Description of problem:
If a user program that uses the DLM for locking exits while a lock is in the process of being granted, then a confusion between the local and master nodes can result in the lock never being released.
Version-Release number of selected component (if applicable):
4.5+ But it's almost certainly been there since 4.1
Steps to Reproduce:
1. Set up a 3 node cluster
2. Get a CR lock in the default lockspace on all nodes. This holds the
lockspace open) eg:
# ./dlmtest -mcr -d99999999999999 holding
3. Create a program that requests a lock and then exits immediately (before it is granted). I took the lstest program from dlm/test/usertest/lstest.c and put an exit(0) call line 287
4. Run this repeatedly on all 3 nodes:
# while [ 1 ]; do ./lstest -d1 -ldefault; sleep 1; done
After a short while, a lock will become jammed and examining /proc/cluster/dlm_locks will show lots and lots waiting locks, all stuck behind a lock that was granted to a process that has long since quit.
All locks should be cleared when the program exits.
There will also be lots of messages like this in dmesg:
dlm: default: (6238) dlm_unlock: 10223 busy 1
dlm: default: (6240) dlm_unlock: 10094 busy 1
I have a patch for RHEL4.5 (this bug was encountered at vodafone) which I will port to 4.8 and post here.
There are really two, possibly three problems here. The first thing is the realisation that unlocks can return EINVAL if the lock is in the wrong state for unlocking. The device unlock code doesn't handle that, it assumes that EINVAL means that the caller got something wrong and so cancels the attempt to clear the lock. This can leave locks lying around when the process exits.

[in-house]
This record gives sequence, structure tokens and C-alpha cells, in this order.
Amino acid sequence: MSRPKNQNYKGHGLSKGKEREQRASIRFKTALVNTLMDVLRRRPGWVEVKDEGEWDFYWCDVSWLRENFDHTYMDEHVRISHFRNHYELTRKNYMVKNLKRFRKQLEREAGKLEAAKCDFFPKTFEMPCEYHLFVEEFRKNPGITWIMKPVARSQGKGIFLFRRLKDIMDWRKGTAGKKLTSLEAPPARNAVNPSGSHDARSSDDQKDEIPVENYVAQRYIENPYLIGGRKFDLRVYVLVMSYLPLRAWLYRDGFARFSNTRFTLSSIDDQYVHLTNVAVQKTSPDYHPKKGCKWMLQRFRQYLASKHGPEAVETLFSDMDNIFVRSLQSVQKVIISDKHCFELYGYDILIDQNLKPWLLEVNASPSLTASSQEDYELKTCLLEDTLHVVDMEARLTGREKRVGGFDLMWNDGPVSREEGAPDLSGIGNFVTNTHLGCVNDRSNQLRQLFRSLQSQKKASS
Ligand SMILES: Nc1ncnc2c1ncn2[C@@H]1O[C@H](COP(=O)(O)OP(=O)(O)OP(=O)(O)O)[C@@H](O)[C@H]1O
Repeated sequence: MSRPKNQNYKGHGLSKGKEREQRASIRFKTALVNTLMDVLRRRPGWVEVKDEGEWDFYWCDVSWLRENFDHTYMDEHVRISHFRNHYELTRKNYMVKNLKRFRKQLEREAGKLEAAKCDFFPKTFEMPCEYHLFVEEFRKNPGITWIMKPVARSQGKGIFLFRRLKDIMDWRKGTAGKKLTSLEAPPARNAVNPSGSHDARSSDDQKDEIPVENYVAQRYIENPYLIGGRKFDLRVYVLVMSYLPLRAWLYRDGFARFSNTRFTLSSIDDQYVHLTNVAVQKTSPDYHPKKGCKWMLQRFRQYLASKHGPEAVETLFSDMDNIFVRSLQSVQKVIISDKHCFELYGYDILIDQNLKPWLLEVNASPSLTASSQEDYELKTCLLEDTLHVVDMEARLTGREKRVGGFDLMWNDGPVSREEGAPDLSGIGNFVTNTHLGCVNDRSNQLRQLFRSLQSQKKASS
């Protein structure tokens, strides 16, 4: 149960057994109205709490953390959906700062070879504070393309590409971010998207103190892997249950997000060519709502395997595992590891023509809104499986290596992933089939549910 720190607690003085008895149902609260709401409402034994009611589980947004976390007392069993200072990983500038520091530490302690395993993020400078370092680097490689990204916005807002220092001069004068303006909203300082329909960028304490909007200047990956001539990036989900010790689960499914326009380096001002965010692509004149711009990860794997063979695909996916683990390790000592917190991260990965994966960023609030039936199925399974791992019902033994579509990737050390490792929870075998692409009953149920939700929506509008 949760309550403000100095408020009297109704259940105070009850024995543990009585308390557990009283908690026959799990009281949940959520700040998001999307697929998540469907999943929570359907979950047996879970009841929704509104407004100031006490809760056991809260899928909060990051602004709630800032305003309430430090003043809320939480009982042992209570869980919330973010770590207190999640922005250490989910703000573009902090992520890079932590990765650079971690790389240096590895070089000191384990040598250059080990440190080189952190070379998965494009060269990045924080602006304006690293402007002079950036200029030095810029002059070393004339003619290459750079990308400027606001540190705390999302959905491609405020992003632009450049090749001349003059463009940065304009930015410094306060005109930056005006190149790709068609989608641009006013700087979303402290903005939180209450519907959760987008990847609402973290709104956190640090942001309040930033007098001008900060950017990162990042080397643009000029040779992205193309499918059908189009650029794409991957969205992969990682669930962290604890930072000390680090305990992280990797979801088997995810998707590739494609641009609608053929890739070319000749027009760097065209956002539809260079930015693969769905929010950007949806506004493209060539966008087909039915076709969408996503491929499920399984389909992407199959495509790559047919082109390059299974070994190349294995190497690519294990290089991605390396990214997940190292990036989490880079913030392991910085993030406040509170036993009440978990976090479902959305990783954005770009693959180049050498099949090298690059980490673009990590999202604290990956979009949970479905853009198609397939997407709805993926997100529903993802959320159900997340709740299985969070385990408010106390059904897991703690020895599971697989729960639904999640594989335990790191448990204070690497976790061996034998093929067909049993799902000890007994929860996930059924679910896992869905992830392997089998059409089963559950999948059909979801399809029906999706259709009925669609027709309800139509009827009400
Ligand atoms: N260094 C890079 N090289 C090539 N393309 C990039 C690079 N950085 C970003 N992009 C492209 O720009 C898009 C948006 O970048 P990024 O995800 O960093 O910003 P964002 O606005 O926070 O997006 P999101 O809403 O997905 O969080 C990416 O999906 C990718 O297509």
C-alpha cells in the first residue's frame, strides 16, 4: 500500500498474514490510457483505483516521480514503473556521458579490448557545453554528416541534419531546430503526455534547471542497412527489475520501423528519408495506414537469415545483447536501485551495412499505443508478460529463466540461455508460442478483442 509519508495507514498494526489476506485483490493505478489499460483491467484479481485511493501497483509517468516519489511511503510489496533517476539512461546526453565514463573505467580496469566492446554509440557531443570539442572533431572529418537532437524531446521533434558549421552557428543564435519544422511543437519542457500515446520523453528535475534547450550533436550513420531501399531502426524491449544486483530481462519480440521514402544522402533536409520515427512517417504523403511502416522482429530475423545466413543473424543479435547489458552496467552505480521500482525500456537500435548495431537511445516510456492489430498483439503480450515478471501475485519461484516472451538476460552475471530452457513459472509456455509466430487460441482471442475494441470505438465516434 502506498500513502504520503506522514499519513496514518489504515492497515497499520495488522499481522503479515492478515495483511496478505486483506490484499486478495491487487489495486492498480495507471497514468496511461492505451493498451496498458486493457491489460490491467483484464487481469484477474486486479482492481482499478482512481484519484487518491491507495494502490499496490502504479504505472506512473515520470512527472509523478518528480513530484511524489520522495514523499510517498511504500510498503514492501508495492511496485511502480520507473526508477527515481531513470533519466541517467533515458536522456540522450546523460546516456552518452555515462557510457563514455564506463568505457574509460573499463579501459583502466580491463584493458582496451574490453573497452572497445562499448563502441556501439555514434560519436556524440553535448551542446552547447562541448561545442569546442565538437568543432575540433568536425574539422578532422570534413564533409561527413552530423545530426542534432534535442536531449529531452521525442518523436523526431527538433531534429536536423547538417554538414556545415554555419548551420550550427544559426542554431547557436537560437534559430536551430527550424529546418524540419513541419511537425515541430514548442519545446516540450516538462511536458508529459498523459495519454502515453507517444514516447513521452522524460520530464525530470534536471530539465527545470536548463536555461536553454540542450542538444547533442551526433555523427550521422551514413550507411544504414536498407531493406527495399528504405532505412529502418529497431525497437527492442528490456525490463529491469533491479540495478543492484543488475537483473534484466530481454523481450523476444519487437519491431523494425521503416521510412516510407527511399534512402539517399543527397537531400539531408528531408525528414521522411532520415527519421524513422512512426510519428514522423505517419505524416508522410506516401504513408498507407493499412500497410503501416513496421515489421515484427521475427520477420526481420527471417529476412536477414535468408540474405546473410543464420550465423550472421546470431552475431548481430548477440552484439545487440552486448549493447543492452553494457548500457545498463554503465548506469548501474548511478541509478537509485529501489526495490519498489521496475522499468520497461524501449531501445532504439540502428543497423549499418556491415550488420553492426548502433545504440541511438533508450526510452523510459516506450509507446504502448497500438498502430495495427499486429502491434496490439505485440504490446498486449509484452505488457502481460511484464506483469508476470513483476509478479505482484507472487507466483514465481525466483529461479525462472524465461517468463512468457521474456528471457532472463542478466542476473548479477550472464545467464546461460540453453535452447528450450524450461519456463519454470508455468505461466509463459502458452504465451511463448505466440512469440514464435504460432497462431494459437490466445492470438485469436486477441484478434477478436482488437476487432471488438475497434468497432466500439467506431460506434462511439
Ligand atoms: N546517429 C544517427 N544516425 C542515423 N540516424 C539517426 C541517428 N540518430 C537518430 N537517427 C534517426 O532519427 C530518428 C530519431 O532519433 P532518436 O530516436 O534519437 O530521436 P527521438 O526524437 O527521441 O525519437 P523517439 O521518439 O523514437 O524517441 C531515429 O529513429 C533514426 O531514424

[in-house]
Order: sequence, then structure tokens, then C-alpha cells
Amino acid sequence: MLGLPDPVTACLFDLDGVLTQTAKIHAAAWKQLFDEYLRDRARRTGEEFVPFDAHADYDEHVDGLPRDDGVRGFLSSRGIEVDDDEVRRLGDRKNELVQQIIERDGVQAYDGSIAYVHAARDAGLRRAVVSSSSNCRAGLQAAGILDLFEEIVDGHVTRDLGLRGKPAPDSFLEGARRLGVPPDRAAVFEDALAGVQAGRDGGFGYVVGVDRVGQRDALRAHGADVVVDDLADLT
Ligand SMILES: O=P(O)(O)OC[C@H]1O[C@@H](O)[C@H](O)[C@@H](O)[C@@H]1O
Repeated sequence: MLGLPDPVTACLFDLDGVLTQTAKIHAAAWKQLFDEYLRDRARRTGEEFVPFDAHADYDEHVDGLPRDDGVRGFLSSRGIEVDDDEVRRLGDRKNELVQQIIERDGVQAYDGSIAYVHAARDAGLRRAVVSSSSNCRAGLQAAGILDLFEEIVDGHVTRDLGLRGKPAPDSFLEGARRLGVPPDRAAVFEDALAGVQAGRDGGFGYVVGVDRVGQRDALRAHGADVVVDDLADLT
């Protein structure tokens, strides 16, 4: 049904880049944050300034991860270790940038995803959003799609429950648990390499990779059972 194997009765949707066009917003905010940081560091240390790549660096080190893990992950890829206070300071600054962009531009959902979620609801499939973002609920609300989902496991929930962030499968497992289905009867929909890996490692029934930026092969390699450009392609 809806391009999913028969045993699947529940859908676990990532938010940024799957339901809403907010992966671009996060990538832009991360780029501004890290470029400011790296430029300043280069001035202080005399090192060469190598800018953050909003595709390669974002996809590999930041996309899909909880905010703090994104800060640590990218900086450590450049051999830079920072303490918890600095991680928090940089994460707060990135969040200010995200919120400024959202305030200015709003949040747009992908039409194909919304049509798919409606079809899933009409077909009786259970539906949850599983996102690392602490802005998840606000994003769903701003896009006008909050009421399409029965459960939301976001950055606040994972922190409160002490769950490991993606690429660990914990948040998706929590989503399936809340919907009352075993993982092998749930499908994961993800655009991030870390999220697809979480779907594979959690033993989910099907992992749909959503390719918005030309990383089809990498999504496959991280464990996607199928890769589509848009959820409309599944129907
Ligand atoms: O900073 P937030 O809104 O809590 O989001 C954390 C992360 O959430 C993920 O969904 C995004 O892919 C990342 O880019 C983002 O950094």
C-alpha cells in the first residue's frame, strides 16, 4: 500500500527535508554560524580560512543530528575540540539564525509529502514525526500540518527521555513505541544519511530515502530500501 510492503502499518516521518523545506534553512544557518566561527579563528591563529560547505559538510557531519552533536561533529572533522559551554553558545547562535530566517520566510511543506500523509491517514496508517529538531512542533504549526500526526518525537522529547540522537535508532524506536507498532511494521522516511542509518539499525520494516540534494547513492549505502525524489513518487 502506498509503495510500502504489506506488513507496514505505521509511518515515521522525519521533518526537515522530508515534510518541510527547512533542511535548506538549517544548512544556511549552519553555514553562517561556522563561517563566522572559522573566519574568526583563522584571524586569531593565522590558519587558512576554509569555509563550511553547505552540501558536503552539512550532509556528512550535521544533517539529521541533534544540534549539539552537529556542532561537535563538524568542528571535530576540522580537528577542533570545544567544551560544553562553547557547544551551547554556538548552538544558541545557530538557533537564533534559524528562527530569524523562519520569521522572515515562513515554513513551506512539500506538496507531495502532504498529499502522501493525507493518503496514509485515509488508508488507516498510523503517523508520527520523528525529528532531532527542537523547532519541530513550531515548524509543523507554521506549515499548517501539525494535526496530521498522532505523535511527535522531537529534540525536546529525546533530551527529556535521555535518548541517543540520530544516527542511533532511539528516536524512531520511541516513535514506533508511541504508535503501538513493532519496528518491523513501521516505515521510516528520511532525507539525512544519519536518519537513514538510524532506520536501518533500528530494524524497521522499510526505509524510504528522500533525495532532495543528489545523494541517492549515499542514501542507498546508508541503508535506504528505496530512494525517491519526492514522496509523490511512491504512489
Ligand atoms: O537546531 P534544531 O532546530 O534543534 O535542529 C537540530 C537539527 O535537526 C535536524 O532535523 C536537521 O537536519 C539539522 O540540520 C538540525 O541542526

The second problem is that the code that handles returned status from unlocks on a remote node also assume that unlocks cannot fail. There is even a comment to this effect in the code. So if EINVAL is received from the remote node it gets ignored and the local copy of a lock is removed from its queue when it shouldn't be.
Thirdly, and this is only disputably a problem. How does a lock get into the state where an unlock can cause EINVAL in the first place? This is basically a race where a cancel request and a grant cross on the network so that the master node thinks the lock is granted and the local node doesn't. It's actually even more complicated that that - but, as a description, it'll do.
Created attachment 422240 [details]
Patch to fix
The RHEL4.5 equivalent of this patch works for me but I have not yet heard back from the customer.
This patch is for the RHEL4 branch of git, I know it compiles but haven't tested it on RHEL4.8+ yet
recent related work has been happening on bug 645531
this one should probably be close as dup of that
If someone has a problem with this, they should be able to work around it using the option from bug 645531.
*** This bug has been marked as a duplicate of bug 645531 ***